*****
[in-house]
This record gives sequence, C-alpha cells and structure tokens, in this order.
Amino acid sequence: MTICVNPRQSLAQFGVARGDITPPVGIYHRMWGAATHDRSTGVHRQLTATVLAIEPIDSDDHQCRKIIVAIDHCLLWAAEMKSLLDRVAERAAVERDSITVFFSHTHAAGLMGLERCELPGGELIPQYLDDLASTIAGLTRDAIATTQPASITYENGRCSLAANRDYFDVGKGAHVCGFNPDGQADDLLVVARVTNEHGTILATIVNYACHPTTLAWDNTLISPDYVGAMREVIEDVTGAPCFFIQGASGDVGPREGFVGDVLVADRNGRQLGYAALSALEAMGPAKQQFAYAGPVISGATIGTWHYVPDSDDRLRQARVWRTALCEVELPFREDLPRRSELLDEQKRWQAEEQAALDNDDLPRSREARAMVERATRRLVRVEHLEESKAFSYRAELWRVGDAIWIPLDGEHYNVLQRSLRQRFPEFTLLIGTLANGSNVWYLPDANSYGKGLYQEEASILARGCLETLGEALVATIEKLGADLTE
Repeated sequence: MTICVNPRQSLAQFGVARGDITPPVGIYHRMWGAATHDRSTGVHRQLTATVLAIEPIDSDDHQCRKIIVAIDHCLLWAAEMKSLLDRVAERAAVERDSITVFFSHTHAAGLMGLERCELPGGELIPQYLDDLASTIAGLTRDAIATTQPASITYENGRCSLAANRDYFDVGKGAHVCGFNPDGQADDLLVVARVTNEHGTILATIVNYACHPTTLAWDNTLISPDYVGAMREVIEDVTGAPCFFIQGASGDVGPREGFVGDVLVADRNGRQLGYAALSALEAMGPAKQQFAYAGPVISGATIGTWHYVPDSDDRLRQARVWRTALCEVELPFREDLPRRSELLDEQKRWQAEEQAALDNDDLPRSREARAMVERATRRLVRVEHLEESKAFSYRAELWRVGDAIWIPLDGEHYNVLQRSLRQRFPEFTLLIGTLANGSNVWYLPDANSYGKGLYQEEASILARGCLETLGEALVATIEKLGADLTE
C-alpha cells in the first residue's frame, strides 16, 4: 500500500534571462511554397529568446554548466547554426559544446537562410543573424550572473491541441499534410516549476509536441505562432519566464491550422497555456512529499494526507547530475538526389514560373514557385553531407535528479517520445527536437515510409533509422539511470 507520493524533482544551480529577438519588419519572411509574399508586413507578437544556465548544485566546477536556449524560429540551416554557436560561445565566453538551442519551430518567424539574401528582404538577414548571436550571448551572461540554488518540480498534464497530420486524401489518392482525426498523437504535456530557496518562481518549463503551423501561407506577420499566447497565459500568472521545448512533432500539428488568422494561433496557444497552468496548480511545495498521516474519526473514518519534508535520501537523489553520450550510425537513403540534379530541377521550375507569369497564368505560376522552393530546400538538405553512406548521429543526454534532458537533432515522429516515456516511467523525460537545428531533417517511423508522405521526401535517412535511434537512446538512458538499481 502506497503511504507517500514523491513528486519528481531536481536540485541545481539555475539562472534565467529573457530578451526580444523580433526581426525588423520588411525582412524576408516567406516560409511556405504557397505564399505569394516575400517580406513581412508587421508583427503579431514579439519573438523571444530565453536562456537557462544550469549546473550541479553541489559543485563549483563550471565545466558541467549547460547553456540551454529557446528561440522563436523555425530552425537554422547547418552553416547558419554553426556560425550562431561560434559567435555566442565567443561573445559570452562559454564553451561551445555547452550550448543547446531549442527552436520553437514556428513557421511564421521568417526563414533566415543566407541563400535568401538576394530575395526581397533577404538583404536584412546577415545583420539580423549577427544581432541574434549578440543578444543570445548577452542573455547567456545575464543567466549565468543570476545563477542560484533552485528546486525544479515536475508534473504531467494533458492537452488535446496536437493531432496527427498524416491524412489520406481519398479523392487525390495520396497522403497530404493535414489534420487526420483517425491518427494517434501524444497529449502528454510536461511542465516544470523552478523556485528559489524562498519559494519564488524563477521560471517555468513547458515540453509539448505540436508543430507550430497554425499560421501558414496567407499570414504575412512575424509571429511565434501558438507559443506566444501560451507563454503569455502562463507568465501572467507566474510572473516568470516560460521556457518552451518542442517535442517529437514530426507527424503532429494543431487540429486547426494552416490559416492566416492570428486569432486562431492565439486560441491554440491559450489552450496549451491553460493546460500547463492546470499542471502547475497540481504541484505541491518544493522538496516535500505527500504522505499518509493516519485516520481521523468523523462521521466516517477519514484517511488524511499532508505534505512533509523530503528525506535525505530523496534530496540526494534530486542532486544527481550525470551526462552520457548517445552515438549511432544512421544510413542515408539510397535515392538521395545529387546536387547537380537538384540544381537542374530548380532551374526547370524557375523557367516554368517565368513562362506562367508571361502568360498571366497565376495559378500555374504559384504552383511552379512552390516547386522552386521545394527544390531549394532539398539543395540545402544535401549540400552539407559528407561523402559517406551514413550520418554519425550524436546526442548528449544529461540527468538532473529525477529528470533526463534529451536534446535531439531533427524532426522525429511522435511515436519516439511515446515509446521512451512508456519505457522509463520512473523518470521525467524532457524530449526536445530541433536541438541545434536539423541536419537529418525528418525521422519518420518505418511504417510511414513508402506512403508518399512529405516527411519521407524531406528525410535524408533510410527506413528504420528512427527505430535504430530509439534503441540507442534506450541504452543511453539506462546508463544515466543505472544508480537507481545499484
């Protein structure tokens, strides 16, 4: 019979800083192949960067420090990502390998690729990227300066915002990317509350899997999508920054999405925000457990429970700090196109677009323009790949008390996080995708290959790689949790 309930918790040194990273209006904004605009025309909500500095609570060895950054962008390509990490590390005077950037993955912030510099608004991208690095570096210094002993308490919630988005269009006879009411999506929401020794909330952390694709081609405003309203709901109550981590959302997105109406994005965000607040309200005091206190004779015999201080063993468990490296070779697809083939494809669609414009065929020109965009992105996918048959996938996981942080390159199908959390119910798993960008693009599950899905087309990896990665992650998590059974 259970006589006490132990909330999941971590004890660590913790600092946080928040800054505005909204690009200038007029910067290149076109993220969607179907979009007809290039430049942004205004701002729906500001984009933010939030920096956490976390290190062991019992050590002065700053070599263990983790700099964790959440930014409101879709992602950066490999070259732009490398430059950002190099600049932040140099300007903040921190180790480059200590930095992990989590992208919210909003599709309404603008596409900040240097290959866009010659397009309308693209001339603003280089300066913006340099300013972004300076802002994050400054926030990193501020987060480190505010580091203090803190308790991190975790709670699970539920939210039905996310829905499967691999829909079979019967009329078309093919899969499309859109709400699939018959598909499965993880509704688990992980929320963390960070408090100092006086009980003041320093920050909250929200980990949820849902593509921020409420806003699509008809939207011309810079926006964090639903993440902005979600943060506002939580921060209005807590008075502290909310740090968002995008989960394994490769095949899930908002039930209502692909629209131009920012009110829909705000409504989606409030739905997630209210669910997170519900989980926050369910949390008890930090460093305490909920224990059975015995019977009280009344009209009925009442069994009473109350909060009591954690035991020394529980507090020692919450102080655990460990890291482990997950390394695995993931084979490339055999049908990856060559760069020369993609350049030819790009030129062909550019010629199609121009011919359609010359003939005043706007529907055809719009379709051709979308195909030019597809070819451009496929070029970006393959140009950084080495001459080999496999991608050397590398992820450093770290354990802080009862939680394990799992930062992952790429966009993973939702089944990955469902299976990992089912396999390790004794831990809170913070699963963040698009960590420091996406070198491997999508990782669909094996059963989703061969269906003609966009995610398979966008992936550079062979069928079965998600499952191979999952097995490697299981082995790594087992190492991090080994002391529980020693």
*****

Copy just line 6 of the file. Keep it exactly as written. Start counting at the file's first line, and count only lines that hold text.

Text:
């Protein structure tokens, strides 16, 4: 019979800083192949960067420090990502390998690729990227300066915002990317509350899997999508920054999405925000457990429970700090196109677009323009790949008390996080995708290959790689949790 309930918790040194990273209006904004605009025309909500500095609570060895950054962008390509990490590390005077950037993955912030510099608004991208690095570096210094002993308490919630988005269009006879009411999506929401020794909330952390694709081609405003309203709901109550981590959302997105109406994005965000607040309200005091206190004779015999201080063993468990490296070779697809083939494809669609414009065929020109965009992105996918048959996938996981942080390159199908959390119910798993960008693009599950899905087309990896990665992650998590059974 259970006589006490132990909330999941971590004890660590913790600092946080928040800054505005909204690009200038007029910067290149076109993220969607179907979009007809290039430049942004205004701002729906500001984009933010939030920096956490976390290190062991019992050590002065700053070599263990983790700099964790959440930014409101879709992602950066490999070259732009490398430059950002190099600049932040140099300007903040921190180790480059200590930095992990989590992208919210909003599709309404603008596409900040240097290959866009010659397009309308693209001339603003280089300066913006340099300013972004300076802002994050400054926030990193501020987060480190505010580091203090803190308790991190975790709670699970539920939210039905996310829905499967691999829909079979019967009329078309093919899969499309859109709400699939018959598909499965993880509704688990992980929320963390960070408090100092006086009980003041320093920050909250929200980990949820849902593509921020409420806003699509008809939207011309810079926006964090639903993440902005979600943060506002939580921060209005807590008075502290909310740090968002995008989960394994490769095949899930908002039930209502692909629209131009920012009110829909705000409504989606409030739905997630209210669910997170519900989980926050369910949390008890930090460093305490909920224990059975015995019977009280009344009209009925009442069994009473109350909060009591954690035991020394529980507090020692919450102080655990460990890291482990997950390394695995993931084979490339055999049908990856060559760069020369993609350049030819790009030129062909550019010629199609121009011919359609010359003939005043706007529907055809719009379709051709979308195909030019597809070819451009496929070029970006393959140009950084080495001459080999496999991608050397590398992820450093770290354990802080009862939680394990799992930062992952790429966009993973939702089944990955469902299976990992089912396999390790004794831990809170913070699963963040698009960590420091996406070198491997999508990782669909094996059963989703061969269906003609966009995610398979966008992936550079062979069928079965998600499952191979999952097995490697299981082995790594087992190492991090080994002391529980020693």